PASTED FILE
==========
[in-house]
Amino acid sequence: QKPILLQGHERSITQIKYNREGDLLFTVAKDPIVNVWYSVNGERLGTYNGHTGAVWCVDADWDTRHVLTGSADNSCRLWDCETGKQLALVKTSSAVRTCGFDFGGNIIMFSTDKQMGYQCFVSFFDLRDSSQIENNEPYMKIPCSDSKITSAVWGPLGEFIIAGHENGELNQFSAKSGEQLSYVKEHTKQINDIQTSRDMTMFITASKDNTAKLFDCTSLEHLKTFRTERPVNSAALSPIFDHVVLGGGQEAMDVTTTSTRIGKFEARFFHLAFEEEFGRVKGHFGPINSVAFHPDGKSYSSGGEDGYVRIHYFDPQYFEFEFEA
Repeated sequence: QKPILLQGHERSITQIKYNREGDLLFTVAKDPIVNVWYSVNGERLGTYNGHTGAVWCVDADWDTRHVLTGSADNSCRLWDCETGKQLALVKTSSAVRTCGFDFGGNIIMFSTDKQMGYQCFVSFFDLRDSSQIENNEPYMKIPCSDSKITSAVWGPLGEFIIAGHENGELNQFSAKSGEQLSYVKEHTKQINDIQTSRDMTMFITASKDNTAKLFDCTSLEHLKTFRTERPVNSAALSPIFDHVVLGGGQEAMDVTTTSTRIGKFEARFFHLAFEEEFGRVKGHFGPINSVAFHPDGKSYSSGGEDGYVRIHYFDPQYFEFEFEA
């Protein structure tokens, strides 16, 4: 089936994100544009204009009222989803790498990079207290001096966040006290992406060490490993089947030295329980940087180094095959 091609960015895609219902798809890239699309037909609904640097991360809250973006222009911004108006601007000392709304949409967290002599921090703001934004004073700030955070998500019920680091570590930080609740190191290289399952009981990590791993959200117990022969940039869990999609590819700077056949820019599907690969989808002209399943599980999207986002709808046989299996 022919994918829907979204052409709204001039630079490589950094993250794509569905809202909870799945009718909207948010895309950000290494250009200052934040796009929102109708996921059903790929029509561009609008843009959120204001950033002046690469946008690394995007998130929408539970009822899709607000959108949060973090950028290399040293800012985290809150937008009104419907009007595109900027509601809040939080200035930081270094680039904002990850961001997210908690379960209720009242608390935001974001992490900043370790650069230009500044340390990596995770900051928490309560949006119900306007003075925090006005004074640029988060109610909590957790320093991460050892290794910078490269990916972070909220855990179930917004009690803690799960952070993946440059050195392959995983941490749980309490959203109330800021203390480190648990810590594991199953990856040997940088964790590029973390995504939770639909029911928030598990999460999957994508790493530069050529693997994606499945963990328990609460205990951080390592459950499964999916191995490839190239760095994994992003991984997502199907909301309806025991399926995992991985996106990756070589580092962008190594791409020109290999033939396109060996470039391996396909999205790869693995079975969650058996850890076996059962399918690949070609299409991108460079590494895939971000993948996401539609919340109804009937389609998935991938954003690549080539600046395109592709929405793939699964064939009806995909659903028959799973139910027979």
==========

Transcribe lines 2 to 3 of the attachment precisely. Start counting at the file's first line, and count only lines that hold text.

Amino acid sequence: QKPILLQGHERSITQIKYNREGDLLFTVAKDPIVNVWYSVNGERLGTYNGHTGAVWCVDADWDTRHVLTGSADNSCRLWDCETGKQLALVKTSSAVRTCGFDFGGNIIMFSTDKQMGYQCFVSFFDLRDSSQIENNEPYMKIPCSDSKITSAVWGPLGEFIIAGHENGELNQFSAKSGEQLSYVKEHTKQINDIQTSRDMTMFITASKDNTAKLFDCTSLEHLKTFRTERPVNSAALSPIFDHVVLGGGQEAMDVTTTSTRIGKFEARFFHLAFEEEFGRVKGHFGPINSVAFHPDGKSYSSGGEDGYVRIHYFDPQYFEFEFEA
Repeated sequence: QKPILLQGHERSITQIKYNREGDLLFTVAKDPIVNVWYSVNGERLGTYNGHTGAVWCVDADWDTRHVLTGSADNSCRLWDCETGKQLALVKTSSAVRTCGFDFGGNIIMFSTDKQMGYQCFVSFFDLRDSSQIENNEPYMKIPCSDSKITSAVWGPLGEFIIAGHENGELNQFSAKSGEQLSYVKEHTKQINDIQTSRDMTMFITASKDNTAKLFDCTSLEHLKTFRTERPVNSAALSPIFDHVVLGGGQEAMDVTTTSTRIGKFEARFFHLAFEEEFGRVKGHFGPINSVAFHPDGKSYSSGGEDGYVRIHYFDPQYFEFEFEA